Kemp's Ridley sea turtle (Lepidochelys kempii) - speed boats, habitat loss, shrimp traulers, poachers
Olive Ridley sea turtle (Lepidochelys olivacea) - speed boats, habitat loss, shrimp traulers, poachers
Leatherback sea turtle (Dermochelys coriacea) - speed boats, habitat loss, shrimp traulers, poachers
Loggerhead sea turtle (Caretta caretta) - speed boats, habitat loss, shrimp traulers, poachers
SIMPLE AND AFFORDABLE CONSERVATION IDEAS:
LIGHT BULBS -
What if I told you that for approximately $10 - $15 US Dollars (about $5 per item), that not only could you drastically reduce the amount of electricity you use, reduce the chances of blackouts and brownouts, and save approximately $90 US Dollars per year on your electric bill? What if I said that those are just a few things these items would do, would you use them? The item I am talking about can be found in almost any grocery store, hardware store, drug store, etc. I am talking about fluorescent light bulbs. These bulbs come in a wide range of lengths, shapes, and sizes. To learn more on these bulbs, visit Energy Star for details.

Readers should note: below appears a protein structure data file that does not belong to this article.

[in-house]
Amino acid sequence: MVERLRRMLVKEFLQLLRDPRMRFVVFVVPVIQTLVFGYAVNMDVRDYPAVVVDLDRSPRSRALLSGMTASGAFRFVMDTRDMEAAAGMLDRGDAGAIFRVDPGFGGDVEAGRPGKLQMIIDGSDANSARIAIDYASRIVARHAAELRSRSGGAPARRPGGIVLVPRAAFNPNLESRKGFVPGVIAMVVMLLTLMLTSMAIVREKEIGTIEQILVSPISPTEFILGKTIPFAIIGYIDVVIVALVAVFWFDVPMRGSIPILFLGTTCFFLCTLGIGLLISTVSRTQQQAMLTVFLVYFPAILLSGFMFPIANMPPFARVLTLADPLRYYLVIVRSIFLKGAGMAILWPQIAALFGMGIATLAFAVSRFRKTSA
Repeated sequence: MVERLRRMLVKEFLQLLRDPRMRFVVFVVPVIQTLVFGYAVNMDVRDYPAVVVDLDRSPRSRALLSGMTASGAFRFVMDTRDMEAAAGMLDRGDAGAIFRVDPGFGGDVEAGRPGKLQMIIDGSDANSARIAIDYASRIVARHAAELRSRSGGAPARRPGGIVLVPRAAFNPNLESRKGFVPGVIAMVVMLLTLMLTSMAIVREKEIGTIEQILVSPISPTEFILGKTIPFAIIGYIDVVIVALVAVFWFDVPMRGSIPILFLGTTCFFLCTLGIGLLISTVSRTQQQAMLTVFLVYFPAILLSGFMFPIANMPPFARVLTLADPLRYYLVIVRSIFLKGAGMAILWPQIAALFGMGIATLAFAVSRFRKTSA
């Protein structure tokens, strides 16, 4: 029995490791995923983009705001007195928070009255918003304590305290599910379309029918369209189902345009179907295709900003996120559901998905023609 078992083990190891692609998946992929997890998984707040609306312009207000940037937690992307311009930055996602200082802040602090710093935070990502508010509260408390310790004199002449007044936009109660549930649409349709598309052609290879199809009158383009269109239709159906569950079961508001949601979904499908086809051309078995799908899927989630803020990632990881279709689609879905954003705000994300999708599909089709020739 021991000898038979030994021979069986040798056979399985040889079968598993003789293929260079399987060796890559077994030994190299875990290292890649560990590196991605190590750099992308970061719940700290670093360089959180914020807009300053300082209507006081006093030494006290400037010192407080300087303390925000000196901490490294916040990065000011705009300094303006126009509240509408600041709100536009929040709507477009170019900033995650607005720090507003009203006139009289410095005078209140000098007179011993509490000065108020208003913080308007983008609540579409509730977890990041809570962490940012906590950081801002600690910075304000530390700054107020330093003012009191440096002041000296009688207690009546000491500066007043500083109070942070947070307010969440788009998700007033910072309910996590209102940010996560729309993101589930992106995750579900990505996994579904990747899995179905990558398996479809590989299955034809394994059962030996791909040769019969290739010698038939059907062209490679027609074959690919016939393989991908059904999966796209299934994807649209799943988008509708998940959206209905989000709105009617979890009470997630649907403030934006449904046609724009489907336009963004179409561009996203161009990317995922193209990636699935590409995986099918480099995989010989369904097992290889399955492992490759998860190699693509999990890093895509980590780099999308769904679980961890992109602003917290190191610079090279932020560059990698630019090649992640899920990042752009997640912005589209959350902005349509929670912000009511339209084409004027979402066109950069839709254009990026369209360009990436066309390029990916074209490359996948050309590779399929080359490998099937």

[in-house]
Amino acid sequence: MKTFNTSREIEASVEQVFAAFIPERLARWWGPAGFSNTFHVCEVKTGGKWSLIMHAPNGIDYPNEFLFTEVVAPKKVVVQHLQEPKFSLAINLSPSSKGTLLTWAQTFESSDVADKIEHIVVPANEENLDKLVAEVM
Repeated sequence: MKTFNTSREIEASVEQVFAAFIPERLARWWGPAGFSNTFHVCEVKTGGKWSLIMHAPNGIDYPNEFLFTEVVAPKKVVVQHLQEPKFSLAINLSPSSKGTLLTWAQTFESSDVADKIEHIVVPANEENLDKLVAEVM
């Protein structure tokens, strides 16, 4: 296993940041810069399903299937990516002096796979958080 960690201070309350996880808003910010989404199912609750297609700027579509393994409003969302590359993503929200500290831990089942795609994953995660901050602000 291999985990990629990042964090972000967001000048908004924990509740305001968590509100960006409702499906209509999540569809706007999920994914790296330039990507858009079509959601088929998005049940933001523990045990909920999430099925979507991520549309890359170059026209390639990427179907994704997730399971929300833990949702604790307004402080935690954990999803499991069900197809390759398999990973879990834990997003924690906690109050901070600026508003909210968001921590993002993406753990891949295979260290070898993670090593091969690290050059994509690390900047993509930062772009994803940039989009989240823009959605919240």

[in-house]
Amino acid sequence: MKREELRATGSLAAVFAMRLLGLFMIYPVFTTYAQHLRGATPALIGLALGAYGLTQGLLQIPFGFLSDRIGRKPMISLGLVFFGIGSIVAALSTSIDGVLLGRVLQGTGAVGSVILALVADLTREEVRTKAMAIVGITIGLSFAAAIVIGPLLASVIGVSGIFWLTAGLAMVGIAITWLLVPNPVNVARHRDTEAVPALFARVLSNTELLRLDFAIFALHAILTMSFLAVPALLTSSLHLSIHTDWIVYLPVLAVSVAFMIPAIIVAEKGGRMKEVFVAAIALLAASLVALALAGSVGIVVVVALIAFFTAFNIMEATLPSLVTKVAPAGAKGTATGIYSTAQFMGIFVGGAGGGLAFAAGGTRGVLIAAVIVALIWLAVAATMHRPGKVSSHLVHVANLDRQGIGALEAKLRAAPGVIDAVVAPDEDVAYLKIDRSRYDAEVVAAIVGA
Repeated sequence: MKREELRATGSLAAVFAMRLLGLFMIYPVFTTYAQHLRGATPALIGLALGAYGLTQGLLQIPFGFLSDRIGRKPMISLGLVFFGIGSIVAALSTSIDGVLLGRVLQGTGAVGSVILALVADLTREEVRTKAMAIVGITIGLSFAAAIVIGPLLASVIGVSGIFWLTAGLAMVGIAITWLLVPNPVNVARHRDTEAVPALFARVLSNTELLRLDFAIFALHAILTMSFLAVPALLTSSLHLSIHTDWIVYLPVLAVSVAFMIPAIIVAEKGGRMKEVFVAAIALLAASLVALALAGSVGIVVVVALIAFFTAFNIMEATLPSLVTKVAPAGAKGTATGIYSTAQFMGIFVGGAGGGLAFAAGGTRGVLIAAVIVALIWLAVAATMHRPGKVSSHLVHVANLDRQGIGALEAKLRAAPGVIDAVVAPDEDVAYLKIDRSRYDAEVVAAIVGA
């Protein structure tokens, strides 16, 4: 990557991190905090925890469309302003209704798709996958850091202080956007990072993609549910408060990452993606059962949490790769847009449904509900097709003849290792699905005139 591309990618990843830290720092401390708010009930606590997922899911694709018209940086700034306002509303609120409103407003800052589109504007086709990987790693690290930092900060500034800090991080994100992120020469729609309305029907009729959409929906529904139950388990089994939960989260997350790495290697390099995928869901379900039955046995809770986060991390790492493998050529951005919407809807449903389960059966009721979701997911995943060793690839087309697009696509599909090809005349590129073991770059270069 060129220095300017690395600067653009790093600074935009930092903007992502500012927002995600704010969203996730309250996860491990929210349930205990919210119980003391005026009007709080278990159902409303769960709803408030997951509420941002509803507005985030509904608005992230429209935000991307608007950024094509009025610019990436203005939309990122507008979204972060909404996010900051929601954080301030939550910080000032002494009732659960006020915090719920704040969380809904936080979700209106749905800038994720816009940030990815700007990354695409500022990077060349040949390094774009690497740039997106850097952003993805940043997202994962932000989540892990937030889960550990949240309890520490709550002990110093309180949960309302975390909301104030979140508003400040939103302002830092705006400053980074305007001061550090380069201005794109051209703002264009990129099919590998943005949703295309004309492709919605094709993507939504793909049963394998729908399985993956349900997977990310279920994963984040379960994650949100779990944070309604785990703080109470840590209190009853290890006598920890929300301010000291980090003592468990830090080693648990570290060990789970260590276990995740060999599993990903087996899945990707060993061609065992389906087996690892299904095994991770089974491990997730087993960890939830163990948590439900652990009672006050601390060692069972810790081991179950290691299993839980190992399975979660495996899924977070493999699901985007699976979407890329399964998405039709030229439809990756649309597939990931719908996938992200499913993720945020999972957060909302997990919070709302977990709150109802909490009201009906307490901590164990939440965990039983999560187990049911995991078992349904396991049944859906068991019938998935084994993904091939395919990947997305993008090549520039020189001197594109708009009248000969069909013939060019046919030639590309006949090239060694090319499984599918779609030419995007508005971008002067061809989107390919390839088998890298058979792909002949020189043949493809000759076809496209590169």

GROCERY STORE -
When shopping for groceries, try to avoid items with excess packaging such as individually wrapped slices of cheese. It is actually cheaper per slice of cheese to buy a brick of it rather than the individually wrapped slices. These individually wrapped slices cost you more money as well as harm the environment when you throw away the packaging.